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The Sahara is the world’s largest desert. Whether the desert is increasing or decreasing is a point of constant debate. The Sahara’s northern boundary runs from the Atlas Mountains in Morocco to the Suez Canal. The southern boundary stretches from a point in Mauritania to the Red Sea in Sudan or Eritrea. These borders create an area of approximately 9,000,000 square kilometers. This area was not always a desert. As recently as 8,000 years ago, much of it was temperate, making the climate hospitable to fishing and farming. The area then quickly turned to a desert, most likely due to a shift in the earth’s axis.
This change in climate had a substantial impact on human society. It is proposed that grazing for sustenance became difficult, forcing many Saharan people to cultivate food and to eventually move to the Nile River valley. Some theorists further hypothesize that these new developments led to civilizations. There is contention over this grand theory, especially concerning dates, in part because of difficulty in carbon dating objects in an arid area that lacks many carbon based organisms.
Despite the arid conditions, the Sahara is a populated area, where the environs have played a primary role in the distributions of people, the construction of their political systems, and the development of their culture. Environmental conditions, combined with the aspirations of foreign empires, led to the current Arab, Moor, Berber, and Tuba societies. The desert prevented many empires from expanding, but the Arabs managed to establish themselves in Egypt. With the desert as a hurdle, Arab life and customs later collided with various Moor, Berber, and Tuba communities established in the desert, resulting in distinct cultures among these societies.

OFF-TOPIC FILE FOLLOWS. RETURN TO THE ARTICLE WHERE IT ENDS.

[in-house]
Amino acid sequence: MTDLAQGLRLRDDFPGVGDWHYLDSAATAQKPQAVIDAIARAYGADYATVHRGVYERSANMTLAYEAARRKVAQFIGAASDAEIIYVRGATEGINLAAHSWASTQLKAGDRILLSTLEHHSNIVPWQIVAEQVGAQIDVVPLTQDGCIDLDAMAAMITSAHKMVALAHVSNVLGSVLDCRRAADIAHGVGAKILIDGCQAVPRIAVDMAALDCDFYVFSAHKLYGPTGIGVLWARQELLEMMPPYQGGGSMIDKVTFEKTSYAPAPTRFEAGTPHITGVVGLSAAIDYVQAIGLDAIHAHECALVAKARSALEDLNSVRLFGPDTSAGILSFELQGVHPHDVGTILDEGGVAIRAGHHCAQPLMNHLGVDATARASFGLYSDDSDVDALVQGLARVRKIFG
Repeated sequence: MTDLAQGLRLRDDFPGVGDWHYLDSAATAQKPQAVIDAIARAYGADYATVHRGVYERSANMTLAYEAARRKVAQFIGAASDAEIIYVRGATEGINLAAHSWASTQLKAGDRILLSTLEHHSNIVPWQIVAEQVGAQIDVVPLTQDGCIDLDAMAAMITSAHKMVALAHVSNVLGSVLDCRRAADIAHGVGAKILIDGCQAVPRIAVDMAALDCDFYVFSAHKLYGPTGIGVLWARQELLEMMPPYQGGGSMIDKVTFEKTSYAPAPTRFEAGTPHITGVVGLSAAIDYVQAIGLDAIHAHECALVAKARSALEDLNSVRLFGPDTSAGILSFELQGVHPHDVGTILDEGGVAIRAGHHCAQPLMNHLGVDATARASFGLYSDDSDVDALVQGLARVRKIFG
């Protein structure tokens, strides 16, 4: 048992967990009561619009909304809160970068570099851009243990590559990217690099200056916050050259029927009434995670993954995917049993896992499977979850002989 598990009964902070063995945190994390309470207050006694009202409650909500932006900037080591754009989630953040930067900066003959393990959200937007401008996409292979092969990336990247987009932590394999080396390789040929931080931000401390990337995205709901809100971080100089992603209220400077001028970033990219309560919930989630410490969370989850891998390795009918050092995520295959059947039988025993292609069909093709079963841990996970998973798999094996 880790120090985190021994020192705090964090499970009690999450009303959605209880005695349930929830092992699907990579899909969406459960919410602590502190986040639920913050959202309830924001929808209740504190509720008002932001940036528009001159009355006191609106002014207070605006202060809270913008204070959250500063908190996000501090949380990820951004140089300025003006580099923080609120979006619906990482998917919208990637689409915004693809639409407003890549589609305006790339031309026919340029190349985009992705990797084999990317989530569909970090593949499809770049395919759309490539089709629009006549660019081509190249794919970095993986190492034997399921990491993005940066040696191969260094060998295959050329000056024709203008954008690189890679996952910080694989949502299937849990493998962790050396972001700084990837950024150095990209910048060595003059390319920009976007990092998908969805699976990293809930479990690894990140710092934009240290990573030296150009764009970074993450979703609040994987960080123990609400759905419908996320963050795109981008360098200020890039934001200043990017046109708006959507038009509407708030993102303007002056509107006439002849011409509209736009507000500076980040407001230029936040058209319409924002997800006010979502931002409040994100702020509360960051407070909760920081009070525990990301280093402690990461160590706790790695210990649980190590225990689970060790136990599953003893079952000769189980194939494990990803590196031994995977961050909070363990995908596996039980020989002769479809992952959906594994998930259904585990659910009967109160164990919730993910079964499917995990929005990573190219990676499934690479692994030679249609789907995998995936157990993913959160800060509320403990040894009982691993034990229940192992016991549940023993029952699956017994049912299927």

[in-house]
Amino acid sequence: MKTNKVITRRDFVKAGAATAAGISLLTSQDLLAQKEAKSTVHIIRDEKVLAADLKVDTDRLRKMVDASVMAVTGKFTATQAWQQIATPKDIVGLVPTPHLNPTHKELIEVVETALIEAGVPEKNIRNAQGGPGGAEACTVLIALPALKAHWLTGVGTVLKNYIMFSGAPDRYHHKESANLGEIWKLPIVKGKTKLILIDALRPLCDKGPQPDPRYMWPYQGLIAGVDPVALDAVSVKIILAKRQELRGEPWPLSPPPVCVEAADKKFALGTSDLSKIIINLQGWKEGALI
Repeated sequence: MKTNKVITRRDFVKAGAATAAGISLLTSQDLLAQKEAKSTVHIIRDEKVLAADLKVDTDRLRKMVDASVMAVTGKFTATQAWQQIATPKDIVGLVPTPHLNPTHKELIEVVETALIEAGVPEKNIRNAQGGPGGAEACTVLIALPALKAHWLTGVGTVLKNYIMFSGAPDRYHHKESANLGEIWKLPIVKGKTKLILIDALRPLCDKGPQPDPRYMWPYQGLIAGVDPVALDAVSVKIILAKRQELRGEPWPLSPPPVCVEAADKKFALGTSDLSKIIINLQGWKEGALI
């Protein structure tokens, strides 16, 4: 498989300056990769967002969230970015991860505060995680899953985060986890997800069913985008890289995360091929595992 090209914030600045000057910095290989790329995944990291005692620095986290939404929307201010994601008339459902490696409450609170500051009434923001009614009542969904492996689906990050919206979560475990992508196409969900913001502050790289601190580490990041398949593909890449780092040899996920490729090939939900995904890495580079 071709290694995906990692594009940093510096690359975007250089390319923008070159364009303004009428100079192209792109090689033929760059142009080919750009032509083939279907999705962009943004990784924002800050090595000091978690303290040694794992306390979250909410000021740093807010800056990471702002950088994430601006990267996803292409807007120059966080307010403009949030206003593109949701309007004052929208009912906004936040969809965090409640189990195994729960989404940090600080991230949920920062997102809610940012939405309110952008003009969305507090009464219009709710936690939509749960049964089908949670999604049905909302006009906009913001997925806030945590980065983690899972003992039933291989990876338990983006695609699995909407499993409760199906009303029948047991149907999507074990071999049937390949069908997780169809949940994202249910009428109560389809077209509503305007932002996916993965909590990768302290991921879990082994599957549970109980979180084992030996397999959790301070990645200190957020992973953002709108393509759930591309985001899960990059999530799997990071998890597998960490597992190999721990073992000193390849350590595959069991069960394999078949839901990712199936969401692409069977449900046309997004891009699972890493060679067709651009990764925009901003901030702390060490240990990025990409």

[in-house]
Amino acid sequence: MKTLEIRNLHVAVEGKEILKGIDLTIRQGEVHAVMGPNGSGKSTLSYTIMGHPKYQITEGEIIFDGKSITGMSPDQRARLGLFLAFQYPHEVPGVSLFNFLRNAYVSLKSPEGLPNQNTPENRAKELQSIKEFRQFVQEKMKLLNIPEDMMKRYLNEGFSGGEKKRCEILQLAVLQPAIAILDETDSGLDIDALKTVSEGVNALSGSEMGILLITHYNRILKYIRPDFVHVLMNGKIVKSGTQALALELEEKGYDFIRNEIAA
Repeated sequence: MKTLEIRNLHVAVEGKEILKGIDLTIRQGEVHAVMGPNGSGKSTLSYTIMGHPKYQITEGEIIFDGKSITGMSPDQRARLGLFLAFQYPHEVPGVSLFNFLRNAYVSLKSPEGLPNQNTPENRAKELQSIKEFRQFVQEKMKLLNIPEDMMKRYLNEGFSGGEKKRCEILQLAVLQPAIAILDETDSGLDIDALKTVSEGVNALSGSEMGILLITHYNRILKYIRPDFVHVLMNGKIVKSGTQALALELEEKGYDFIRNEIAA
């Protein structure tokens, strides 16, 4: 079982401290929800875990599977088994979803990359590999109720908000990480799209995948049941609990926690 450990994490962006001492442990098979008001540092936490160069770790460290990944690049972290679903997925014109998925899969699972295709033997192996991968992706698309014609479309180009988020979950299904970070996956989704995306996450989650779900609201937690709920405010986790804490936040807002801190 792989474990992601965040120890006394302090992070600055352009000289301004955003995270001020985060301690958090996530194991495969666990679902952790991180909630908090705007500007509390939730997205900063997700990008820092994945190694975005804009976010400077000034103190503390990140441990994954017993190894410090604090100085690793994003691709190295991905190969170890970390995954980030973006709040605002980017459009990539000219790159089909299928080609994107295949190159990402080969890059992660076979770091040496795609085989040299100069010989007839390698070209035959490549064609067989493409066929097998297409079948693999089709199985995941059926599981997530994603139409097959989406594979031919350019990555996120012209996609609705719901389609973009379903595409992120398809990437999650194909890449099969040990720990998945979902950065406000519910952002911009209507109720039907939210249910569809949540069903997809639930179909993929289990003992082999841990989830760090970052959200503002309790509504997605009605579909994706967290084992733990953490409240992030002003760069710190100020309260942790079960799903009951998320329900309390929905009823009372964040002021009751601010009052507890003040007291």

In 2002, there were approximately two million people living in the Sahara, with two-thirds living in cities, oases, and the highlands, and one third living a nomadic life. Availability of water is central to the distribution of people, although recently political leaders such as Muammar al-Qadhafi have begun tapping the Sahara’s subterranean water sources for agricultural pursuits. Water was pivotal to the traditional mainstays of the Saharan economy, trade, and farming. Caravans composed of non-native camels, which were introduced by Arabs, carried slaves, salt, and gold between the Mediterranean and the Shale. Today, only salt is still traded this way.
With new forms of society come new ecological issues and challenges. Shifting sands can easily destroy settlements. Increases in population and resource use are fueling localized desertification and resource degradation among oases and previously border areas. Attempts to access new water sources raise questions concerning the water tables’ ability to regenerate. Further, it is uncertain what affects climate change will have on the Sahara.
- Lloyd Cabot Briggs, Tribes of the Sahara (Harvard University Press, 1960);
- Marq de Villiers and Sheila Hirtle, Sahara: A Natural History (Walker and Company, 2002);
- Compton Tucker et , “Expansion and Contraction of the Sahara Desert from 1980 to 1990,” Science (v.253, 1991).